Workforce Development: Expand state and local support for workforce development programs that train students and displaced workers to fill the vital need for more skilled workers in the state’s energy efficiency trades
Increasing Homeowner Demand for Energy Efficiency Retrofits: Recommendations
Author: Duke University, Nicholas School of the Environment, Masters Program Students
Publish Date: April 26, 2017
NCBPA worked with students from Duke University’s Nicholas School of the Environment on this valuable report completed on April 26, 2017. Click here to access the report.
Abstract: With rising concern aimed at energy consumption and its environmental impacts, efforts are being made to conserve energy across the United States. Nearly half of all domestic energy use is dedicated to homes and buildings. Despite significant strides by the homebuilding industry to design new energy efficient structures, a significant portion of the current housing stock includes inefficient, poor-performing homes. The North Carolina Building Performance Association (NCBPA) tasked us with identifying the barriers preventing homeowners from investing in home energy retrofits and offering pertinent recommendations to address these roadblocks. Through an exhaustive review of current literature and key insight from industry leaders, we distilled the many barriers into four areas: consumer education, home valuation, financing, and marketing. Our recommendations include building-out NCBPA consumer education website, hiring of a full-time data manager to create an inventory focused on capturing metrics surrounding home valuation, developing a conjoint marketing plan to target specific audiences, and continuing to push for commercial PACE and on-bill financing in North Carolina.
2016 Annual Energy Efficient, Green and High Performance Home and Building Inventory Report
Publish Date: December 4, 2016
NCBPA’s 2016 study identified 180,640 energy efficient, green and high performance homes and buildings as being built or retrofitted in the state from 2007 to 2015. In the second year of this first-of-a-kind study, the association believes that this volume places North Carolina in the top five states nationally for energy efficient, green and high performance construction volume and saturation.
The study’s 2015 results demonstrate that North Carolina remains a national leader in the construction of energy efficient, green and high performance homes and buildings:
The study identified 39,110 units as being built or retrofitted in 2015, which equates to nearly 63% of the roughly 62,000 new and existing units built or retrofitted in the state during the year.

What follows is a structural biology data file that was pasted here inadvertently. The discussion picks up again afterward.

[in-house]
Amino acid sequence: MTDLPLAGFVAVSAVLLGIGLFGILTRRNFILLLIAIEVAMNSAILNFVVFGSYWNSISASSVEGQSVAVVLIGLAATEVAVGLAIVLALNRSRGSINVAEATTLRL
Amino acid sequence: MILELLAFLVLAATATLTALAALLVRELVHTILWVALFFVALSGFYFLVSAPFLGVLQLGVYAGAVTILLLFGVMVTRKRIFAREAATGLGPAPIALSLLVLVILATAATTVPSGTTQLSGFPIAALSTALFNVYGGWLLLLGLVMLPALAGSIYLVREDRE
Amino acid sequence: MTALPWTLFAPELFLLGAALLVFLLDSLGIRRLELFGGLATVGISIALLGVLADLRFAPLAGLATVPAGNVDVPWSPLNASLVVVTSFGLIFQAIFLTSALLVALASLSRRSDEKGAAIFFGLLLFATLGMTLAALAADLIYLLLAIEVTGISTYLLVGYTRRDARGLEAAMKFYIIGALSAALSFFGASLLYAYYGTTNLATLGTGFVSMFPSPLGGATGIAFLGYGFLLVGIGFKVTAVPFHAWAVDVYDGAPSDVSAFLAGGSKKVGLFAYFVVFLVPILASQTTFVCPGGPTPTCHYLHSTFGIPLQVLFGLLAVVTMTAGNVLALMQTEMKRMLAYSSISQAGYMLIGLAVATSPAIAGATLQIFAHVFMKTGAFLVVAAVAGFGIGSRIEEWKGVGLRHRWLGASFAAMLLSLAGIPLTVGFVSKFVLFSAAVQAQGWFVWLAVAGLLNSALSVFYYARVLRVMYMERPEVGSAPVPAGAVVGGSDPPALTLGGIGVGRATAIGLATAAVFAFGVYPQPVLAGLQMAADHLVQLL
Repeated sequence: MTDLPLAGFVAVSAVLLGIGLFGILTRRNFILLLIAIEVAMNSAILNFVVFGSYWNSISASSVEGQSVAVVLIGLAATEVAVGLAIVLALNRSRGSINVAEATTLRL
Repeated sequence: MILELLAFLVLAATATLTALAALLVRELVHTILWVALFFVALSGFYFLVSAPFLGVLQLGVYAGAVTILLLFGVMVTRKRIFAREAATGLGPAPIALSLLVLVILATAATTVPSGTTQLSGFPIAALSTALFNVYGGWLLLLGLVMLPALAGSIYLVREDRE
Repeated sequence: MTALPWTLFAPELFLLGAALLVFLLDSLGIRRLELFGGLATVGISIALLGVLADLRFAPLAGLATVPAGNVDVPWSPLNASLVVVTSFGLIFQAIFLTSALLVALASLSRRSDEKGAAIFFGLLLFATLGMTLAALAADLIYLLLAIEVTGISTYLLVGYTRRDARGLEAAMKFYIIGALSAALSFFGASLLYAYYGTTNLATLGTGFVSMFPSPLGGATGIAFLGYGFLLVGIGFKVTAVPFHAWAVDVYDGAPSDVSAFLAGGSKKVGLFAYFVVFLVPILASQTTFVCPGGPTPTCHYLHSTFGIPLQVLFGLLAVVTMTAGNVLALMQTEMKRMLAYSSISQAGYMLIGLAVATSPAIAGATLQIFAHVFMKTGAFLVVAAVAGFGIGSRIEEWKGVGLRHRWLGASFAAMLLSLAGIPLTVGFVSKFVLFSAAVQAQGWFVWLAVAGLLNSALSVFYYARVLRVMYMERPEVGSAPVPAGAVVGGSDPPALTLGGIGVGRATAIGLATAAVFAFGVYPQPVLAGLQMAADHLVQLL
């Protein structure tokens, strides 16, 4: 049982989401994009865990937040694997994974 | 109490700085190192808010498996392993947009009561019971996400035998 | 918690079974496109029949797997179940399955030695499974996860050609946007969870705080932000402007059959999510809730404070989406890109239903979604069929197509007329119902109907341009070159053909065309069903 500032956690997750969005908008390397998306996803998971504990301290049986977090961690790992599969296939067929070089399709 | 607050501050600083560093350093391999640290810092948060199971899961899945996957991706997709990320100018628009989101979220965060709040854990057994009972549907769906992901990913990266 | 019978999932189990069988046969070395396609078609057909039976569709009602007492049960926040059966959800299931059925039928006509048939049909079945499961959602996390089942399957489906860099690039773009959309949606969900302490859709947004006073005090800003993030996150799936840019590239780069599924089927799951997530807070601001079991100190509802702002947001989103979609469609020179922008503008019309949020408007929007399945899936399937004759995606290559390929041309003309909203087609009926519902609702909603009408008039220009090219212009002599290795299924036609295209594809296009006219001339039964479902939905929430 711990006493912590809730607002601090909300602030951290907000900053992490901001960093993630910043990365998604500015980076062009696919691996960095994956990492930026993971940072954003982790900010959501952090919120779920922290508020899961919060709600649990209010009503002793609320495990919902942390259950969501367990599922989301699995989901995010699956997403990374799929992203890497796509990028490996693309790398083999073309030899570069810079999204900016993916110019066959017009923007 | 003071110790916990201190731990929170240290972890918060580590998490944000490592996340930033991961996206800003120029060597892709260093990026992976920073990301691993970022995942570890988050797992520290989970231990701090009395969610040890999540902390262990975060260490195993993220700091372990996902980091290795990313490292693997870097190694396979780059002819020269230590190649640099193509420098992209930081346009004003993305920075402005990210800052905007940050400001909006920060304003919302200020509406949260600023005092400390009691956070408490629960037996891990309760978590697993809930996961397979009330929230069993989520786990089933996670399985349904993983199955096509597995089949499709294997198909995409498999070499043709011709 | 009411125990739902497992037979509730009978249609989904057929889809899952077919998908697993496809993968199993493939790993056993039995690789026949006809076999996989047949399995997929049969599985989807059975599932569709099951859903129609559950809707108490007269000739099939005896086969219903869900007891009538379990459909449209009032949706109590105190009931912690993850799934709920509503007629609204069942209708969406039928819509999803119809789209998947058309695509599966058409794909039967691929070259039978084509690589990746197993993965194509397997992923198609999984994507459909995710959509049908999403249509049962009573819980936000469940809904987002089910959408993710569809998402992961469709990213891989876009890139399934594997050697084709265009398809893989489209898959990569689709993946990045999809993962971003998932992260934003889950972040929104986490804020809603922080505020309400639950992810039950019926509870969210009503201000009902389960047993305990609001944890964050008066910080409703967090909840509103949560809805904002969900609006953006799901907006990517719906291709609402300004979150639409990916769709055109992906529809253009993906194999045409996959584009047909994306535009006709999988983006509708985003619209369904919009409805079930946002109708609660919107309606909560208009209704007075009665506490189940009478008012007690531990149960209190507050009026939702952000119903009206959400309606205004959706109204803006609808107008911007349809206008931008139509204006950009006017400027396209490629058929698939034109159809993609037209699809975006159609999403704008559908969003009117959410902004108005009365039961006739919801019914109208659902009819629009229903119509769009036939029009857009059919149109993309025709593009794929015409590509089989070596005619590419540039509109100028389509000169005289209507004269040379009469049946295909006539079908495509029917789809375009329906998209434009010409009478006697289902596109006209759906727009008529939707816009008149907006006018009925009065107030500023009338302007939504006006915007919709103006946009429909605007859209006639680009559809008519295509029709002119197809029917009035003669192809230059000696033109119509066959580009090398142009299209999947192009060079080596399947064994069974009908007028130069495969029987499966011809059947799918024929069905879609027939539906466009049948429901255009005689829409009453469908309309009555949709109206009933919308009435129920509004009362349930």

Beginning in 2007, North Carolina has experienced an annual increase in the number of units reported. However, 2015 was the first year of lower total units reported, down 1,354 (~3%) from the 2014 peak of 40,464 units.
2015 Annual Energy Efficient, Green and High Performance Home and Building Inventory Report
Author: UNC Charlotte EPIC, NCBPA
Publish Date: September 18, 2015
In 2015, NCBPA completed a first-of-its-kind market study to inventory as many of a state’s energy efficient, green and high performance homes and buildings as possible for the purposes of better understanding the quantity of units in North Carolina, defining areas of strong and weak saturation, and increasing engagement from industry stakeholders seeking to increase the number of units being built and retrofitted in the state.
Results from the 2015 study, performed with UNC Charlotte’s Energy Production and Infrastructure Center (EPIC) resulted in the identification of more than 122,000 North Carolina homes and buildings built or retrofitted since 2007 as being energy efficient, green or high performance through primarily third party energy efficiency and green building certification programs and rating systems.
Here are links to additional helpful resources, reports and research:
- Guide for Benchmarking Residential Energy Efficiency Program Progress with Examples (Better Buildings, 2015).
- Green and Healthier Homes: Engaging Consumers of all Ages in Sustainable Living (Dodge Data & Analytics, 2015).
- EE design helps school in Hoke County NC save $35M over 40 years (USGBC).
- 2013 study on the impact of EE certified homes in NC (NCEEA).
- Energy efficiency trends in residential and commercial buildings (DOE).
- 121,000+ energy efficient homes and buildings built in NC since ‘07 (NCBPA).
- Report outlines why your NC electric bill is increasing (NCSEA).
- EE as a low-cost resource for achieving carbon emissions reductions (EPA).
- A Policymaker’s Guide to Scaling Home Energy Upgrades (SEE Action, 2015).
- Lessons from the History of Efforts to Value Green and High-Performance Home Attributes in the United States(Lawrence Berkley National Laboratory, 2015).
- How Energy Efficiency Progams Can Help Capture Efficiency in Real Estate Transactions (Better Buildings, 2015).
- 2011 study on the increased value of EE homes in NC and US (NCEEA).
- Enhancing Community Resilience through Energy Efficiency (ACEEE, 2015).
- Report: Energy Efficiency Program Provides Big Boost to Minnesota’s Economy (Electric Energy Online, 2015).
- Economics, employees and environment keys to EE buildings in NC (USGBC).